So that’s how it was first suggested to me. I think I loved the idea. It was something a little bit different and intellectual and actually it wouldn’t matter what I looked like, that was the other thing - I could be behind a closed door. All of those things appealed to me, so I just went on telling people ‘I’m going to be a writer, I’m going to be an author’.
J: So you did take that on board and start telling people?
A: Absolutely. I come from what I always describe as a very ordinary family in the north east of England, my dad worked for ICI and my mum had various little jobs around the kids. Bless my family, they always said ‘Yes of course, off you go’, and nobody laughed or said it was ridiculous. I don't think they thought I was going to do it but they didn't let me know that. As time went on though they did start asking me ‘What are you really going to do?’.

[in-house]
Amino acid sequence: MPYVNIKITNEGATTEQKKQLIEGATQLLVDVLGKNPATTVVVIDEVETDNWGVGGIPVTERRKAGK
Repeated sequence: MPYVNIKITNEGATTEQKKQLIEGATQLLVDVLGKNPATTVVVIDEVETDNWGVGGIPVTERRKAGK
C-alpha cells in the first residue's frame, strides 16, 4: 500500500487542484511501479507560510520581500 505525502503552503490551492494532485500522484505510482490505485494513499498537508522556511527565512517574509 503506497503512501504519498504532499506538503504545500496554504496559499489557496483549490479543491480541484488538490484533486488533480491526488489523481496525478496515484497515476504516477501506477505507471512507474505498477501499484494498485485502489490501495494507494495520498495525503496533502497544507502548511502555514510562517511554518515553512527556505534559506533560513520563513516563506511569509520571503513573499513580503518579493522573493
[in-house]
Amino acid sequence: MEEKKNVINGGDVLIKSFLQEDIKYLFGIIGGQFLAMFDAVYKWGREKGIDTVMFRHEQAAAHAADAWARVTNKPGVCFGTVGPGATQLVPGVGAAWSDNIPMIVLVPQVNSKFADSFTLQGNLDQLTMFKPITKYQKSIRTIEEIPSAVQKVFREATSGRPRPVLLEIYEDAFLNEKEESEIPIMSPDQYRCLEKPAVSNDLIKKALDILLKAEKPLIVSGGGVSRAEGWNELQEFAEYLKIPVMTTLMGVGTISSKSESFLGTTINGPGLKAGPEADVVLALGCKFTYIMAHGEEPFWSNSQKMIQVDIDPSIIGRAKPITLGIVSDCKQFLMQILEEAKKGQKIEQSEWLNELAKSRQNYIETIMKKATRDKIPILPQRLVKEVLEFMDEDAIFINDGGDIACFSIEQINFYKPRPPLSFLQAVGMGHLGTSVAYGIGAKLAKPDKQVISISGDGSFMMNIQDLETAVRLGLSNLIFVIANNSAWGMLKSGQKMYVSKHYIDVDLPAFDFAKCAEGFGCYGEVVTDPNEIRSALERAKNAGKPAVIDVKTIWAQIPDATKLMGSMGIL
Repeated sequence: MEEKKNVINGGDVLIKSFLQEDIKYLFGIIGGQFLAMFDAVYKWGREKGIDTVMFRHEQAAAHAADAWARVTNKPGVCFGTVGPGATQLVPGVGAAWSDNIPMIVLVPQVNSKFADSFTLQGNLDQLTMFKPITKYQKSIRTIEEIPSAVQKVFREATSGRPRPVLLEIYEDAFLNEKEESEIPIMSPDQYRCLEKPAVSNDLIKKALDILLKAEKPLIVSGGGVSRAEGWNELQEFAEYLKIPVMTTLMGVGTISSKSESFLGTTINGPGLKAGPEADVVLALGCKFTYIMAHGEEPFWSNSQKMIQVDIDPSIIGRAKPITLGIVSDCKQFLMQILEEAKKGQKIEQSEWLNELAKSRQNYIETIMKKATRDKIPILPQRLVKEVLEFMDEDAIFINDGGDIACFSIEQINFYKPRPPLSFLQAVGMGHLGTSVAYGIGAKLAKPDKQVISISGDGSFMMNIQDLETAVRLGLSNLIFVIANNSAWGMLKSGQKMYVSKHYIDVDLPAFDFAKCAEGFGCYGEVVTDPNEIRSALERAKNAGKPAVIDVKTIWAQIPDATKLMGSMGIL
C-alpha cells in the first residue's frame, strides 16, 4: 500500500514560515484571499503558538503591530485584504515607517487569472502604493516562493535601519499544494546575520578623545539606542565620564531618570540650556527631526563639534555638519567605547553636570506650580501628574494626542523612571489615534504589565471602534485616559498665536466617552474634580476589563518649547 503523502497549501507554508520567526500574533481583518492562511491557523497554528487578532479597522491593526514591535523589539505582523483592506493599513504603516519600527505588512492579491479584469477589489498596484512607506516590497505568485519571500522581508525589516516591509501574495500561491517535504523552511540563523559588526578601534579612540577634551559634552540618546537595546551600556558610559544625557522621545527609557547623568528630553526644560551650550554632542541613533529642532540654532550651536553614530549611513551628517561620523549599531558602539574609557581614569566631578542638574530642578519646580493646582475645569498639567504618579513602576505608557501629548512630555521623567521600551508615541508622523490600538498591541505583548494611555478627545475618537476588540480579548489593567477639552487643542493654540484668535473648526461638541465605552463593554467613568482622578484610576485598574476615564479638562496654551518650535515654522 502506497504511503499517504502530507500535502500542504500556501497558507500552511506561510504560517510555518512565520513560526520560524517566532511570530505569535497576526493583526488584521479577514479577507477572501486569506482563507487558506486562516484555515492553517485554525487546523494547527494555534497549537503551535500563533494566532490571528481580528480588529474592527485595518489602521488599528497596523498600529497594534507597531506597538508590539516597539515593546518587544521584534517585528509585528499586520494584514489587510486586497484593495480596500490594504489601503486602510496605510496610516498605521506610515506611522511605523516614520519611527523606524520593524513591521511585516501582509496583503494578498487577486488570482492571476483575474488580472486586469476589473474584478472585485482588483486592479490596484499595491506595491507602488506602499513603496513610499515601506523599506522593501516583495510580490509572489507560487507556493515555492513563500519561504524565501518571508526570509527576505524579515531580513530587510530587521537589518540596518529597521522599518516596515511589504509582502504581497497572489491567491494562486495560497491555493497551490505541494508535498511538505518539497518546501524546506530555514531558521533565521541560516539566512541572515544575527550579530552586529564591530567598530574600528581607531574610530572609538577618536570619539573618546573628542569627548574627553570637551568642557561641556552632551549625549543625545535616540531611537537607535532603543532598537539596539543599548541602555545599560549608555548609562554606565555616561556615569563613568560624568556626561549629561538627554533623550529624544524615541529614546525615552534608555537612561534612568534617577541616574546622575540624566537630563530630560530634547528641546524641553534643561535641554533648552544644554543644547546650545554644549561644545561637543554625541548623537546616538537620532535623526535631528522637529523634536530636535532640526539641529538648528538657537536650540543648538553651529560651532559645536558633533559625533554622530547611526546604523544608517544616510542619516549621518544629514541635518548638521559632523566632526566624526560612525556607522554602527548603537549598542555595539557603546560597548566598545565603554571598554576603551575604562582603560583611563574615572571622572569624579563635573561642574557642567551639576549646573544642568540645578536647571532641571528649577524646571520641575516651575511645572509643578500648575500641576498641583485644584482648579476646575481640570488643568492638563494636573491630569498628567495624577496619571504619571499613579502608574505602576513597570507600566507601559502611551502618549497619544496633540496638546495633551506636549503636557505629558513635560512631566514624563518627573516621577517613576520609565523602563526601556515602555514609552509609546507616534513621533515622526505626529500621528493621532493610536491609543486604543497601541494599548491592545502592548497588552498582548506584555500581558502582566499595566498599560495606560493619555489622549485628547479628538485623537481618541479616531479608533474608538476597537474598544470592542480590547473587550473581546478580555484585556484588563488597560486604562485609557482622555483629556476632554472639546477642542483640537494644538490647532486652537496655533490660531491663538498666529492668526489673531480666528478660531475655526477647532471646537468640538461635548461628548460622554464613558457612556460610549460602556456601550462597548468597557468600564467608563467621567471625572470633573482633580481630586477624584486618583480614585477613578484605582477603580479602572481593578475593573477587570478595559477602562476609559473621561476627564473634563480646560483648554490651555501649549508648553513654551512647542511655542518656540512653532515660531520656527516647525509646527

J: What’s the back up plan?
A: Yes, but they were very encouraging. So yes, I always wanted to be an author.
J: So, if your 18-year-old self could see what you have achieved now, would they be surprised then or would they just think actually that’s what I always wanted to do and that’s what I always thought I could do?
A: Do you know what, the demure thing I am supposed to say is, ‘look what I have achieved, I could never have imagined it’. Really honestly, I have always been massively ambitious. Not for financial gain necessarily or things but being respected and heard is important to me. I always knew I wanted a seat at the table so to speak – I do have beautiful things and I am very lucky that I have made a good financial career out of writing because not many people do.
J: And who are still working jolly hard to get their book out.